Elderly or retired people have access to certain types of tax deductions that can significantly reduce their overall obligations. Many people do not itemize their deductions and simply receive a standard deduction. If you will turn 65 by January 1 of the year after the current tax year, you will receive a higher standard deduction. You also can get a higher standard deduction if your spouse is older than 65, and you file your return jointly.
Another common type of deduction that may help aging Americans is a deduction for medical expenses. These can be substantial for elderly people, even if they receive Medicare. You can apply this deduction to medical and dental expenses that go beyond 10 percent of your adjusted gross income. (Until recently, the threshold was 7.5 percent, but the law has changed.)
Deductions for Contributions to Retirement Plans
Contributions to 401(k) plans and IRAs are tax-deductible, regardless of your age. If you are over 50, moreover, you can make a greater contribution to this type of plan. If you run your own business, your plan may have contribution limits that increase for people who are over 55. Roth 401(k) plans and IRAs are somewhat different because you pay tax on contributions but not on withdrawals after retirement. Income and interest in Roth accounts thus are fully tax-free.
Deductions for Investment Expenses and Business Expenses
Investment dividends, interest, and capital gains provide one of the main sources of income for retired people. They are taxed less heavily than other types of income and may not be taxed at all for people in some tax brackets. You can apply a deduction for any fees for investment-related assistance that go beyond 2 percent of your adjusted gross income. This deduction also applies to fees for accountants, lawyers, investment newsletters, or agents who collect investment income for you. It does not apply to broker fees related to obtaining investment property.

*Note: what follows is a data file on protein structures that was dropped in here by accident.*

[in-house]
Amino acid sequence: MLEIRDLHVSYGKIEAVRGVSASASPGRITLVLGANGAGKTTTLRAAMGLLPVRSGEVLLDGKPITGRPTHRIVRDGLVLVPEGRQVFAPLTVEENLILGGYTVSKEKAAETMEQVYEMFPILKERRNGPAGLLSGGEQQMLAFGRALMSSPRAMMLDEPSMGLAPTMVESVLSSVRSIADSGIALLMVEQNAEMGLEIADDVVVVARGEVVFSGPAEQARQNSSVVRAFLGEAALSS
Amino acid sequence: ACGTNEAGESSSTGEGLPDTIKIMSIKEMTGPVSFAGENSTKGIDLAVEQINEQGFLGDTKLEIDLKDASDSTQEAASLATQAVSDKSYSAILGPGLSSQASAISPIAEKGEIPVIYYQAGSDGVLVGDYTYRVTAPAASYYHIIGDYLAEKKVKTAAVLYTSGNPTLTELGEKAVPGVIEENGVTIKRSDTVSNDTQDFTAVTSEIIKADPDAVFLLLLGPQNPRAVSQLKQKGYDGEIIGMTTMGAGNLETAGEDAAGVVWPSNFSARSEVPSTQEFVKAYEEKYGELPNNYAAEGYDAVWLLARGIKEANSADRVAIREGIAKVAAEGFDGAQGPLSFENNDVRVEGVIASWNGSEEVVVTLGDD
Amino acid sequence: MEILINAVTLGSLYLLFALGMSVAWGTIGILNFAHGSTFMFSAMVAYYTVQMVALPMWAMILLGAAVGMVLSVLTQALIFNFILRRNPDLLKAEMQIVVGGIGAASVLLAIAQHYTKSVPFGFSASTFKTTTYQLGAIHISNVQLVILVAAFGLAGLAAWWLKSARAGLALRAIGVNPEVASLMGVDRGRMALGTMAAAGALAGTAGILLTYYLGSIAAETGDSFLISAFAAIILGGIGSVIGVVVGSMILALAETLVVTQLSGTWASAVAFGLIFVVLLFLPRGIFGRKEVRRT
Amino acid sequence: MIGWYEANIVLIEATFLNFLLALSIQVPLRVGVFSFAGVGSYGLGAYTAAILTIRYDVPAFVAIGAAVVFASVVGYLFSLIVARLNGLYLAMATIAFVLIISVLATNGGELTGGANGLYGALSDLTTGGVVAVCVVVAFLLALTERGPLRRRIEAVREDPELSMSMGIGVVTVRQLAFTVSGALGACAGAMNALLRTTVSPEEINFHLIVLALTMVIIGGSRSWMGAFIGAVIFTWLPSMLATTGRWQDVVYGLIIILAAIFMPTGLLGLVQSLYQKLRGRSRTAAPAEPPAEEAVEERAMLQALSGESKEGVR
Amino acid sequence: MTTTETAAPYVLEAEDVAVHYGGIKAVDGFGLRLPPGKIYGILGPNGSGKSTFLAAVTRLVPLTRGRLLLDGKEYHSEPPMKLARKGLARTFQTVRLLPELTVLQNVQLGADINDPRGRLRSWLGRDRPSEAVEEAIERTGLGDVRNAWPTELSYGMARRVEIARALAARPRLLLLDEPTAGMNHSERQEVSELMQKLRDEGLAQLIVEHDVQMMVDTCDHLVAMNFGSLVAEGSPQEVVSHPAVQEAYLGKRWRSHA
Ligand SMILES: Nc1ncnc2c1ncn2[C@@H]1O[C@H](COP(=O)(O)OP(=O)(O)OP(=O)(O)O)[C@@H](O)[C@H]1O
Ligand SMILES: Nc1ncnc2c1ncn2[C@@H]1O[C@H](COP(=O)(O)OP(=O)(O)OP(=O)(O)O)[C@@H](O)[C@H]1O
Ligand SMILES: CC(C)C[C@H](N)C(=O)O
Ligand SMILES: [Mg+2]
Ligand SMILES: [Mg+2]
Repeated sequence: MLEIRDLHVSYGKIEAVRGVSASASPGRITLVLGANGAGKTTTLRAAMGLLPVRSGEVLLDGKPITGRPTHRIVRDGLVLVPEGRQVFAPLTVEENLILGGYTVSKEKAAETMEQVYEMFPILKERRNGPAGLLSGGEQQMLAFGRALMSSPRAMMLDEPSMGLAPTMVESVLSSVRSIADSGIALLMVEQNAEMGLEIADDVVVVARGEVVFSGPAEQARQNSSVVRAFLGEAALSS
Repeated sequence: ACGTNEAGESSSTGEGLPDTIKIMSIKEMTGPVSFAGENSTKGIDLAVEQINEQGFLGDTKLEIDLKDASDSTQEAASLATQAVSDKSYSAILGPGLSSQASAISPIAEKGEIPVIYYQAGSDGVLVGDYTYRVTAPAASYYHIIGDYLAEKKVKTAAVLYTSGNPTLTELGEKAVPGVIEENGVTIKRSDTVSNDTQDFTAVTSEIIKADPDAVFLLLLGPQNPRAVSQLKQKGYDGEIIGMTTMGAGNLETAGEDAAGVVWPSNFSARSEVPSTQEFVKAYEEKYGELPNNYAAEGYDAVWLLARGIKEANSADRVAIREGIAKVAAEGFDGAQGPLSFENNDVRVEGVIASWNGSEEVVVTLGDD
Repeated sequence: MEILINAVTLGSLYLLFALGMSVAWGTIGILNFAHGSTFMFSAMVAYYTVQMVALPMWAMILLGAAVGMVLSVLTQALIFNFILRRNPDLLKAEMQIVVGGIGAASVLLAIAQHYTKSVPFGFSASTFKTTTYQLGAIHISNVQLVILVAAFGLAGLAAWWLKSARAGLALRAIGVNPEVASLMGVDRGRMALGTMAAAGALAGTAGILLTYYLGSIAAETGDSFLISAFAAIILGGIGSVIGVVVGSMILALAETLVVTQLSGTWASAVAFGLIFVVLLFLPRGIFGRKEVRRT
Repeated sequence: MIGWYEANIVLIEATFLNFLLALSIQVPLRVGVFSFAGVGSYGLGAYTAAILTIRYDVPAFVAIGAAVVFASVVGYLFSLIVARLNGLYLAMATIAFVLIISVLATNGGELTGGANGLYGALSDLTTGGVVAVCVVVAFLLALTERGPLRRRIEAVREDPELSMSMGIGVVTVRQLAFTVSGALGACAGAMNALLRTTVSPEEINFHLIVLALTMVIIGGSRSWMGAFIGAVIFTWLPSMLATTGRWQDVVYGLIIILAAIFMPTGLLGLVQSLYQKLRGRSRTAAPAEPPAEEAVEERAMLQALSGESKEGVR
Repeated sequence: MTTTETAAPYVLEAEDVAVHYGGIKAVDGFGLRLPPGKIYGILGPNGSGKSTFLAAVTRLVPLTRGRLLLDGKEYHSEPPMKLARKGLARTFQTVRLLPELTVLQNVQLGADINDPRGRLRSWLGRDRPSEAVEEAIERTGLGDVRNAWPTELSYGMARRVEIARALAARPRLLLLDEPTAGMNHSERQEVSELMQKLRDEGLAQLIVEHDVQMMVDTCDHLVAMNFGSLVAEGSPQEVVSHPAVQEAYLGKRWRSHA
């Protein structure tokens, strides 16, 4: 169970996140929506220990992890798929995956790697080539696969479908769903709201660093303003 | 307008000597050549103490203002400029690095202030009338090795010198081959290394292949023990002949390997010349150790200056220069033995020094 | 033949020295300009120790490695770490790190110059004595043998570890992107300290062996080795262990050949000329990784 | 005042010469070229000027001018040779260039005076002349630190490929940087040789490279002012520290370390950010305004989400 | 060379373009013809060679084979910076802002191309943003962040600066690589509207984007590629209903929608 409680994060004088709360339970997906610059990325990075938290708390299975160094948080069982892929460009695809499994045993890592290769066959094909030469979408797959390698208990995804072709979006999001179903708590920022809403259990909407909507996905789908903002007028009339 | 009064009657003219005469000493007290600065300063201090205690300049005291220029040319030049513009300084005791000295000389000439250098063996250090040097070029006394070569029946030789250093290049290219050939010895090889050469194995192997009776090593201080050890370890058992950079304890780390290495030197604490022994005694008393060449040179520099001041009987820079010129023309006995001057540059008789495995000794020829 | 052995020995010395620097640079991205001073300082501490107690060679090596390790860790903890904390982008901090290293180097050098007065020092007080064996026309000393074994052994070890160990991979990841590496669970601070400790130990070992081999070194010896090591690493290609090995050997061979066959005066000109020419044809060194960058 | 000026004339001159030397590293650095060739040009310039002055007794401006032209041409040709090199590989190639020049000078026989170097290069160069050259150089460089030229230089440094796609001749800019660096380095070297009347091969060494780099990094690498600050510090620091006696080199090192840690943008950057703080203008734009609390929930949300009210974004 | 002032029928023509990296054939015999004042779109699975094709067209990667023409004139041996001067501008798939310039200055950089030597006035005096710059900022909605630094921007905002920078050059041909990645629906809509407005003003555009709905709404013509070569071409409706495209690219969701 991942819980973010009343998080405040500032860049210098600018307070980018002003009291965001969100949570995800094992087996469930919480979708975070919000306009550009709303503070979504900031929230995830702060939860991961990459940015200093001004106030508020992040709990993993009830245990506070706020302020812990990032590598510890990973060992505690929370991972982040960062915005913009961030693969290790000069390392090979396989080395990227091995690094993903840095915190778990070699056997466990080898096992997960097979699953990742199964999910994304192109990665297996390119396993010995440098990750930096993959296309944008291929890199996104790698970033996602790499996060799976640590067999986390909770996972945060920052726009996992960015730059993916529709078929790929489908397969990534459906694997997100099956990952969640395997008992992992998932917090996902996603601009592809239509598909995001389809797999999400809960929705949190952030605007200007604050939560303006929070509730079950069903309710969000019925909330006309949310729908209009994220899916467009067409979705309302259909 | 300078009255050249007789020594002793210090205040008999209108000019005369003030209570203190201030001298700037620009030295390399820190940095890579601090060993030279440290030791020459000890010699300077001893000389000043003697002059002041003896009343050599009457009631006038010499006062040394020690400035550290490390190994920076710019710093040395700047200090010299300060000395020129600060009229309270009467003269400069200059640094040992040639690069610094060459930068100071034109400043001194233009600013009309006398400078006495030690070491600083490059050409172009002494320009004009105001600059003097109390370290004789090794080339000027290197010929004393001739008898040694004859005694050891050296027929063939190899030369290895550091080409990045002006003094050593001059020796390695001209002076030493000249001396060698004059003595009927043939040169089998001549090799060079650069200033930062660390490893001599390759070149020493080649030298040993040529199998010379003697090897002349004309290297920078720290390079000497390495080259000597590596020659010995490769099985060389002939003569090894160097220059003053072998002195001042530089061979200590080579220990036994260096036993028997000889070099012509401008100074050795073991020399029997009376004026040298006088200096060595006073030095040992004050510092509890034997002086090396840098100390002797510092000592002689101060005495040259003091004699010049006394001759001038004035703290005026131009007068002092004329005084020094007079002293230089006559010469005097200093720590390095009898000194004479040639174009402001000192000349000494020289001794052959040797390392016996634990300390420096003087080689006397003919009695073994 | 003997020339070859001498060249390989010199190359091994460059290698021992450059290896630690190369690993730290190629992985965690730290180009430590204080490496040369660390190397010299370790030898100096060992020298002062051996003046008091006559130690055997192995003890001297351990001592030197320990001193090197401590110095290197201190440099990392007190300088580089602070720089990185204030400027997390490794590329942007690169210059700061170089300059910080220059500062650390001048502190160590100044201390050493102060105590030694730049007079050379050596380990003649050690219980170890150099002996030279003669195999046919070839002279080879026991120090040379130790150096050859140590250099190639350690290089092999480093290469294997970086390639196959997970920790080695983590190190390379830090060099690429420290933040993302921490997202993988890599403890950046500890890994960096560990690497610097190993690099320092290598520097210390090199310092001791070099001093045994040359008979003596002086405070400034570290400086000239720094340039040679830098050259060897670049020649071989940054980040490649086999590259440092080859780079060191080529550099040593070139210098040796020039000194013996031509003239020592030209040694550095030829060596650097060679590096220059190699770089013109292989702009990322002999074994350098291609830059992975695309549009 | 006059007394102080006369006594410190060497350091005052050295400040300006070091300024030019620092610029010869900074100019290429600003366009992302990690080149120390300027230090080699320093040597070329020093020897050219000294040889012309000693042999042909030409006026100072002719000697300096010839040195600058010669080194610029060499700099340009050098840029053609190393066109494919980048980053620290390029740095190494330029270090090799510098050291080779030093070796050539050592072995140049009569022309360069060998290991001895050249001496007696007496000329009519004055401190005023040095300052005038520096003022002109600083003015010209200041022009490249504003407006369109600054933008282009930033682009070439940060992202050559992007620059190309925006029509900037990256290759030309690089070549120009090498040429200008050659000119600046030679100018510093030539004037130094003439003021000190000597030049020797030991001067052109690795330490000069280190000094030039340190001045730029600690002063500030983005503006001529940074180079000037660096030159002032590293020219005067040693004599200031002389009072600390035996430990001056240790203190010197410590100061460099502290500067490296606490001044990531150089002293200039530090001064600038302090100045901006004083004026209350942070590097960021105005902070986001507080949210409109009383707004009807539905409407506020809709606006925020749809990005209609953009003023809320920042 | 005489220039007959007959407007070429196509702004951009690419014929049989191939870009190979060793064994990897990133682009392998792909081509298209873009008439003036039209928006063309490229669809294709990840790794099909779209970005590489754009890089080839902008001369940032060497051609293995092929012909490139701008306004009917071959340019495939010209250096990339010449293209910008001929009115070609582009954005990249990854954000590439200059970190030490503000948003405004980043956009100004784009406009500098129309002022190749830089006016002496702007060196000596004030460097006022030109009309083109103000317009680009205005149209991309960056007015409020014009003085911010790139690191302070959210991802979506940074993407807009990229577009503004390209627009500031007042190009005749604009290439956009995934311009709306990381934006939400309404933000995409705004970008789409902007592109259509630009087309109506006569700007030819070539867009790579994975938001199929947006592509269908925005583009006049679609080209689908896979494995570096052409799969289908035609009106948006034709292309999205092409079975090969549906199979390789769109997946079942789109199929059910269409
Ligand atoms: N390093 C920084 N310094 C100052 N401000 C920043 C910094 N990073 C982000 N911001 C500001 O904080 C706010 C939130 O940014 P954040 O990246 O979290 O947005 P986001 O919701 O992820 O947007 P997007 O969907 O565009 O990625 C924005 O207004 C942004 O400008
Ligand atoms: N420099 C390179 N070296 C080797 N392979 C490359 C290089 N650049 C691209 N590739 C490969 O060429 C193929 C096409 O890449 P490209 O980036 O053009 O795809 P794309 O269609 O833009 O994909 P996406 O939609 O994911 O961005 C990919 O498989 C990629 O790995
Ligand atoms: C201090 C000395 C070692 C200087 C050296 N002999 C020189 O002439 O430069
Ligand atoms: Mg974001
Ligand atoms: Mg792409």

You may choose to start a new business during retirement or run an existing business from your home. Some aging people may want to stay involved with their former employer by working part-time. A deduction will apply to any necessary and reasonable business expenses. It could cover the cost of computers and home office supplies, among other items.
Deductions for Charitable Contributions
Although certain restrictions apply, charitable contributions usually are tax-deductible if you itemize them. You can apply the deduction to a cash contribution as long as it is no greater than 50 percent of your adjusted gross income. Contributions that do not consist of cash may pose more complications. You may be able to apply a deduction to the fair market value of the property, unless the value of the property has increased. Vehicles donated to a charity can qualify for a deduction based on the gross proceeds of the sale by the organization. Read more here about charitable giving during retirement.
Deductions for Selling a Home
If your children have moved out, and you no longer need a large home, you may want to sell your home and move into an apartment or a condominium. The profit that you collect from selling your home may be tax-deductible. To qualify for this deduction, you would need to have lived in your home for at least two of the last five years before selling it. The deduction accounts for $250,000 of the profits if you are single and $500,000 if you are married and filing a joint return with your spouse.